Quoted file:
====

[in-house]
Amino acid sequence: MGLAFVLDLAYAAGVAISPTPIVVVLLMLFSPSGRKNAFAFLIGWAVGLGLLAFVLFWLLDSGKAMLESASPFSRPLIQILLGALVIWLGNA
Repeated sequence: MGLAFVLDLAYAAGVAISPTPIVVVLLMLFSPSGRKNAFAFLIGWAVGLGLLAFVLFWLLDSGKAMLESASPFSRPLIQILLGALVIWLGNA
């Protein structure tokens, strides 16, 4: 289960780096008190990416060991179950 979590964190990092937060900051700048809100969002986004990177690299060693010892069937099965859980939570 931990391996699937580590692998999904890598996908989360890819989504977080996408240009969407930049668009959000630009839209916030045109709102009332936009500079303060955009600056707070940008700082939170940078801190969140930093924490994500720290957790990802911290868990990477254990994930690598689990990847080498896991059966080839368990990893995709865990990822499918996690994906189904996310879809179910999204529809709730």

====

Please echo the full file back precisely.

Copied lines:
[in-house]
Amino acid sequence: MGLAFVLDLAYAAGVAISPTPIVVVLLMLFSPSGRKNAFAFLIGWAVGLGLLAFVLFWLLDSGKAMLESASPFSRPLIQILLGALVIWLGNA
Repeated sequence: MGLAFVLDLAYAAGVAISPTPIVVVLLMLFSPSGRKNAFAFLIGWAVGLGLLAFVLFWLLDSGKAMLESASPFSRPLIQILLGALVIWLGNA
């Protein structure tokens, strides 16, 4: 289960780096008190990416060991179950 979590964190990092937060900051700048809100969002986004990177690299060693010892069937099965859980939570 931990391996699937580590692998999904890598996908989360890819989504977080996408240009969407930049668009959000630009839209916030045109709102009332936009500079303060955009600056707070940008700082939170940078801190969140930093924490994500720290957790990802911290868990990477254990994930690598689990990847080498896991059966080839368990990893995709865990990822499918996690994906189904996310879809179910999204529809709730």